Crab apples are just at their prime, perfuming the air with their sweet scent.

And lilac! The big old ones by the back bedroom aren’t really kicking in yet, but some of the younger lilacs are already in bloom. Tulips, lilac, crab apple, redbud—it’s as if every spring flower were rushing to bloom all at once.

Pollinators must be giddy.

The catalpa in the back, which I had worried was dead, is robusty declaring itself alive and growing.

Peonies are not yet blooming, but are up, and it won’t be long before the early frilly ones go from bud to flower.

Not all is happy in the garden. The 100 irises that I foolishly added to the long parade of failed irises seem nowhere to be found. The sargent crab apple is still stubbornly not blooming, as are the hawthorn and apple trees. Well, they may finally catch the bug next spring, we’ll see.

Pink crab apple

Another crab apple. I have one white and two pink in back, a white and pale pink one in front. All that bloomed last year are blooming this year.

Today I have way too much to do and have foolishly delayed my return to the office by extending spring break another hour or so, just to catch a bit of the glory of spring in my lawn. I loved being in England and will go again as soon as I can, but I also love being in Iowa in this weird, early spring.


Catalpa tree in back, that Mimi gave me. Take that, doubting Joe, I'm alive and I'm gonna grow!

No April Fool’s joke to finish with, just wishes that in this spring month in your corner of the world, things are green and flowering.  Here is a more complete set of my April 2 photos.

Flickr spring slide show



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What Is Blooming Now In Iowa


Magnolia in bloom.

The pear tree nearest the house is blooming actively, a bit of a mixed blessing given the odor that kind of tree makes.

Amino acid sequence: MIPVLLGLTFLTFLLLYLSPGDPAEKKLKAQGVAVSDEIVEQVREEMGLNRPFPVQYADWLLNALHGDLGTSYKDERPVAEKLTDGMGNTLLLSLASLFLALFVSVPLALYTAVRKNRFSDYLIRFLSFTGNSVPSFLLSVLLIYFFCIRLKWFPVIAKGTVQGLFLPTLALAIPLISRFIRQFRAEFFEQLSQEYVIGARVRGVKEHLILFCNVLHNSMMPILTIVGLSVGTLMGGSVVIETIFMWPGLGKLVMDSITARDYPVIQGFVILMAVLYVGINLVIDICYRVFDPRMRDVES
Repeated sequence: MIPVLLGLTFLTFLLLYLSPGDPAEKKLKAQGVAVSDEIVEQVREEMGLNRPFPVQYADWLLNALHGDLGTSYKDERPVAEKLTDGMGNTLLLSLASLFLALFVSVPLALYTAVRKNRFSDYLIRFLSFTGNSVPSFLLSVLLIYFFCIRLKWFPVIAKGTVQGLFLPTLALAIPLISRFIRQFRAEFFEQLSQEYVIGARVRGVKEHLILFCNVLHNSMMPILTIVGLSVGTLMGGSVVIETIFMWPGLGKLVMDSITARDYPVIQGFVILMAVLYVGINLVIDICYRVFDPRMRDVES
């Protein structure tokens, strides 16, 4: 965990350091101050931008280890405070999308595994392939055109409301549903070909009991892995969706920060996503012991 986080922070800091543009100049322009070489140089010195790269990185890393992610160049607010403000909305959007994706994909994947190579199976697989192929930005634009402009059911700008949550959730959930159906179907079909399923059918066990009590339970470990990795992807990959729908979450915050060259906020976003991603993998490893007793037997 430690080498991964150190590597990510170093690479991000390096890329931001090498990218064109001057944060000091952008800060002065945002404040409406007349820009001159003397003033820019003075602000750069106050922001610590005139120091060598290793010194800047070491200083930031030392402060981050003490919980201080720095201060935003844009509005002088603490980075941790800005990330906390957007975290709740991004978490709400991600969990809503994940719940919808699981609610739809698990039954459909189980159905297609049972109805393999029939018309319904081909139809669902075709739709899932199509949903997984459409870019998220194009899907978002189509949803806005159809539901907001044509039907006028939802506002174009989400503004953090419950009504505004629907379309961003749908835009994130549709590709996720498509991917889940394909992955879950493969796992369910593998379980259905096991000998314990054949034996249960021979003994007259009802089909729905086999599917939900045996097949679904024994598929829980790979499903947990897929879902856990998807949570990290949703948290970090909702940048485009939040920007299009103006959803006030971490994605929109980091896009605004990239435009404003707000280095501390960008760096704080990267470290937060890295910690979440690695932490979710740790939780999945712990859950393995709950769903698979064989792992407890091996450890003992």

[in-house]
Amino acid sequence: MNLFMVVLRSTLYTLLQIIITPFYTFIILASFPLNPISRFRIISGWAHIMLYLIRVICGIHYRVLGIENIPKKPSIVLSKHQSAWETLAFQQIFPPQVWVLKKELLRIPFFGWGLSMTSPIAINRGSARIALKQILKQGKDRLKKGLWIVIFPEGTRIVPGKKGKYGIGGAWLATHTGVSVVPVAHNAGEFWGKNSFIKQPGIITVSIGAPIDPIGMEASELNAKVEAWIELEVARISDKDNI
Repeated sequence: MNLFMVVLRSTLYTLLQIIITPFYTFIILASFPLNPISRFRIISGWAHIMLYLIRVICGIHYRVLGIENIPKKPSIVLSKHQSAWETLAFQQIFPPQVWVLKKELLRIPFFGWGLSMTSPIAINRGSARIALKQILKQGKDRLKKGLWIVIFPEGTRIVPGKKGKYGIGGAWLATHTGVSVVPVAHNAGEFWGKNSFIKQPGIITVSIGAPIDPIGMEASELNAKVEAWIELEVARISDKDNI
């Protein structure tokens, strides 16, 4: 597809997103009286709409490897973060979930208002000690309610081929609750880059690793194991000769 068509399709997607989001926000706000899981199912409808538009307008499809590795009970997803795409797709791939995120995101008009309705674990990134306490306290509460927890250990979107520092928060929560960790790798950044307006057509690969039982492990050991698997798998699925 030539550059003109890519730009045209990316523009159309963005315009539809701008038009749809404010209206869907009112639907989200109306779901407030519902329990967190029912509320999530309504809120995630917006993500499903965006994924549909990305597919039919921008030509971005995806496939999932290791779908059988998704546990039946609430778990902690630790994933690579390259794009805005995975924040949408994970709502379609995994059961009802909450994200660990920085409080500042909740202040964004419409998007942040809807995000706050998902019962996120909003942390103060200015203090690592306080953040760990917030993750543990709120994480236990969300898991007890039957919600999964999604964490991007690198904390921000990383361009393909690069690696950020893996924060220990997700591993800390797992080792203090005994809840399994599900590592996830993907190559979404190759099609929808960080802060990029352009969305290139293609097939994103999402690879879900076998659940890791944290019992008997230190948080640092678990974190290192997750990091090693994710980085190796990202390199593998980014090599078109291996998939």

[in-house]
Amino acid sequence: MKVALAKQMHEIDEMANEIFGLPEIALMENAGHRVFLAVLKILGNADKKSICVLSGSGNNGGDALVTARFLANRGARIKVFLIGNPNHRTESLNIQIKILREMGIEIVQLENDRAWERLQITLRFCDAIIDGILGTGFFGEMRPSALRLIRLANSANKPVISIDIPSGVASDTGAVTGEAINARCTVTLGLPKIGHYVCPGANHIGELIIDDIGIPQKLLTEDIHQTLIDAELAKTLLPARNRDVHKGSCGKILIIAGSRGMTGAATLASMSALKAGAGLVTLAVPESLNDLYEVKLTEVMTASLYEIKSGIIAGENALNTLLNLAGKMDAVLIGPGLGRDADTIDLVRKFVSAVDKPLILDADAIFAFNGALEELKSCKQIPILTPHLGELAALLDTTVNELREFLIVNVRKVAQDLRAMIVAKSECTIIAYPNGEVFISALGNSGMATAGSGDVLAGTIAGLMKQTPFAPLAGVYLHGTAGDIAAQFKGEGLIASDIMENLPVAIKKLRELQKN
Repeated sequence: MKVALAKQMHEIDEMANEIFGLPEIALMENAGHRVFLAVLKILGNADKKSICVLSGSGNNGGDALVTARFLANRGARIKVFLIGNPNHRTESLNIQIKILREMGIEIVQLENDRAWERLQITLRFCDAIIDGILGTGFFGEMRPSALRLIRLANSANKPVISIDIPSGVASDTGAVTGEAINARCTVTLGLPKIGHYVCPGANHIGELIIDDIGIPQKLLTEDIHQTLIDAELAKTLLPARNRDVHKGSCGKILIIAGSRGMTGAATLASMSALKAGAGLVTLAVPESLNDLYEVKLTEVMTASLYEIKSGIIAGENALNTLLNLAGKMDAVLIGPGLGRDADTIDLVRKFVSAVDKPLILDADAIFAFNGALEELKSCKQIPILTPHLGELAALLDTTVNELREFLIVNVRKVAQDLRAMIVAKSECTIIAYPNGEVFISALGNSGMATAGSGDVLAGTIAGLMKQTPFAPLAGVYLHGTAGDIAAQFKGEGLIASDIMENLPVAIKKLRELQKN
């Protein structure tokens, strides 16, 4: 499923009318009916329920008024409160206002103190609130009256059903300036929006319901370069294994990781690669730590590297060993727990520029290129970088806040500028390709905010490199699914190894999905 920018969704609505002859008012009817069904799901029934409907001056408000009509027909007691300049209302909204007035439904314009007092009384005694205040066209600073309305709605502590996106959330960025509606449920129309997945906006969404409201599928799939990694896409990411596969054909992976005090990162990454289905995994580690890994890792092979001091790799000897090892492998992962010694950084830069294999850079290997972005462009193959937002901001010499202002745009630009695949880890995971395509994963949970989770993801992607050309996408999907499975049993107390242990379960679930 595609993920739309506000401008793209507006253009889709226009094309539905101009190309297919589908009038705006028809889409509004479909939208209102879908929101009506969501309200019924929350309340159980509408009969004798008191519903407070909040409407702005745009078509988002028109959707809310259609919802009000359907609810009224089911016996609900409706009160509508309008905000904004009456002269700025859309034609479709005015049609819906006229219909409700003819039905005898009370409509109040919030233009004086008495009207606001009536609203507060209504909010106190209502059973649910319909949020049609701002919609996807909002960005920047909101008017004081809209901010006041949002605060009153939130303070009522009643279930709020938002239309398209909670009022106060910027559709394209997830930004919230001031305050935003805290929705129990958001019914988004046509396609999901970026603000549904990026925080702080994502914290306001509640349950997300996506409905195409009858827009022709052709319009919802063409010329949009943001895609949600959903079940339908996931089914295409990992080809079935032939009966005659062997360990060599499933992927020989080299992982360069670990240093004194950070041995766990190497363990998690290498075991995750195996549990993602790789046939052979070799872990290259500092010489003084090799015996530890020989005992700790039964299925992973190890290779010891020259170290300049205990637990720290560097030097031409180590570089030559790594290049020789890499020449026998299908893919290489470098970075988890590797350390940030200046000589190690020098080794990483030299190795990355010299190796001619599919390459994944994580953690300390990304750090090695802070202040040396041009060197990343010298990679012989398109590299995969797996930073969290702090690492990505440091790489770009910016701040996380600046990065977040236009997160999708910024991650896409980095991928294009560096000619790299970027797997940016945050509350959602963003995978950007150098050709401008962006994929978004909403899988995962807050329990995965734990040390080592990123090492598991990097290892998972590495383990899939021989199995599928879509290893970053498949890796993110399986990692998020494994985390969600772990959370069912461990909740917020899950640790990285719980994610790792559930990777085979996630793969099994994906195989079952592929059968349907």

The weeping cheery is now blooming. A few of the new daffodils near the trees are in bloom.

The magnolia exploded in blooms today.

Weeping cheeryThe red buds are also getting ready to bloom.

Well, goodbye gardens and lawn. I’ll see you on the other side of my spring trip. We’ll see what’s blooming then.


A happy new daffodil under the tulip tree.

Pear tree

Pear tree in bloom. I was trying to catch the bugs who were flying about, but didn't. The tree, even if it doesn't smell good, looks like spring.

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500 Daffodils Later, A New Grandchild

Nikayla and Audrey

Audrey's birthday party--oldest granddaughter Nikayla helps blow out the candles. Meanwhile, in England, Amanda is delivering another granddaughter. I"m sure Audrey would say: Winning!

A bit more than two years ago, the day Elizabeth Ava was born, we were in a Wal-Mart in Ames, Iowa.

Wasting time, hoping for a phone call, buying flower bulbs.

As luck would have it, Elizabeth Ava came into the world so late in the evening that we had to head home to Cedar Rapids before we got to see her. Still, I thought about Miss Elizabeth as I planted those bulbs two years ago.